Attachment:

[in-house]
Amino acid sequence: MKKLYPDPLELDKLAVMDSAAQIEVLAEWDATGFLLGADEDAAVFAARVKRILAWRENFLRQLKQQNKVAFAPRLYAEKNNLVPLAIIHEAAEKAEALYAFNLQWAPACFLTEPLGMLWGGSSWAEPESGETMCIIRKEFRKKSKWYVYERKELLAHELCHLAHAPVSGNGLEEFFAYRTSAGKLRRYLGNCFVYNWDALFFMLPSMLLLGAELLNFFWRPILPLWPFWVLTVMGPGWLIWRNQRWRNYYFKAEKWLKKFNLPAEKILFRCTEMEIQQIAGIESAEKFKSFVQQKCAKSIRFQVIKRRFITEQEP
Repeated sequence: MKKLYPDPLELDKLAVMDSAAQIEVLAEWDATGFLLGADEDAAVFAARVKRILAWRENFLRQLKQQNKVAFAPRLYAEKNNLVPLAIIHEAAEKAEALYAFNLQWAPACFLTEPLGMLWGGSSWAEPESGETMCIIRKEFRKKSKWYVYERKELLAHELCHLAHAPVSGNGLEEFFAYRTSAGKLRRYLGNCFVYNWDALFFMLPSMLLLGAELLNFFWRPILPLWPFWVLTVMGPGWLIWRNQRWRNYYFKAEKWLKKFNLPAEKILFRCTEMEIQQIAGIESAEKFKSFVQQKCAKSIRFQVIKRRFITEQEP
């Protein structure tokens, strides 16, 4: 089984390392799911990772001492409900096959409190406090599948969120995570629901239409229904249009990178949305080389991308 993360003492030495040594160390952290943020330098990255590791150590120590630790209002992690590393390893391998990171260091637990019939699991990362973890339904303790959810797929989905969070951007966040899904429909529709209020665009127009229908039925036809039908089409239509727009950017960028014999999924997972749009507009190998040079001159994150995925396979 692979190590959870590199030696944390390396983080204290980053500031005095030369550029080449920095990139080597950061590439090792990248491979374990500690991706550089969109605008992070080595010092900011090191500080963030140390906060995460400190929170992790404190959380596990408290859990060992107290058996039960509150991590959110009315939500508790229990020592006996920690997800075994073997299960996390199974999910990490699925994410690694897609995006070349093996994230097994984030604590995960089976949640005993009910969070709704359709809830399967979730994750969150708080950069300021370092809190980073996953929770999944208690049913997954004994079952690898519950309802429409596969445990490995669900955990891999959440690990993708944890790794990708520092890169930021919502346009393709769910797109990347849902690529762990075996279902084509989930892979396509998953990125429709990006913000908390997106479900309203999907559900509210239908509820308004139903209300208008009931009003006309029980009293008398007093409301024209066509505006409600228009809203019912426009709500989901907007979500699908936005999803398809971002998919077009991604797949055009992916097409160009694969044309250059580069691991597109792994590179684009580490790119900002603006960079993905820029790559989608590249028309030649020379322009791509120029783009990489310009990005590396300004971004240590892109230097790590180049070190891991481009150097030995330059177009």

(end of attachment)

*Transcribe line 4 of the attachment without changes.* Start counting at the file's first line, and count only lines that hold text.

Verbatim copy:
């Protein structure tokens, strides 16, 4: 089984390392799911990772001492409900096959409190406090599948969120995570629901239409229904249009990178949305080389991308 993360003492030495040594160390952290943020330098990255590791150590120590630790209002992690590393390893391998990171260091637990019939699991990362973890339904303790959810797929989905969070951007966040899904429909529709209020665009127009229908039925036809039908089409239509727009950017960028014999999924997972749009507009190998040079001159994150995925396979 692979190590959870590199030696944390390396983080204290980053500031005095030369550029080449920095990139080597950061590439090792990248491979374990500690991706550089969109605008992070080595010092900011090191500080963030140390906060995460400190929170992790404190959380596990408290859990060992107290058996039960509150991590959110009315939500508790229990020592006996920690997800075994073997299960996390199974999910990490699925994410690694897609995006070349093996994230097994984030604590995960089976949640005993009910969070709704359709809830399967979730994750969150708080950069300021370092809190980073996953929770999944208690049913997954004994079952690898519950309802429409596969445990490995669900955990891999959440690990993708944890790794990708520092890169930021919502346009393709769910797109990347849902690529762990075996279902084509989930892979396509998953990125429709990006913000908390997106479900309203999907559900509210239908509820308004139903209300208008009931009003006309029980009293008398007093409301024209066509505006409600228009809203019912426009709500989901907007979500699908936005999803398809971002998919077009991604797949055009992916097409160009694969044309250059580069691991597109792994590179684009580490790119900002603006960079993905820029790559989608590249028309030649020379322009791509120029783009990489310009990005590396300004971004240590892109230097790590180049070190891991481009150097030995330059177009």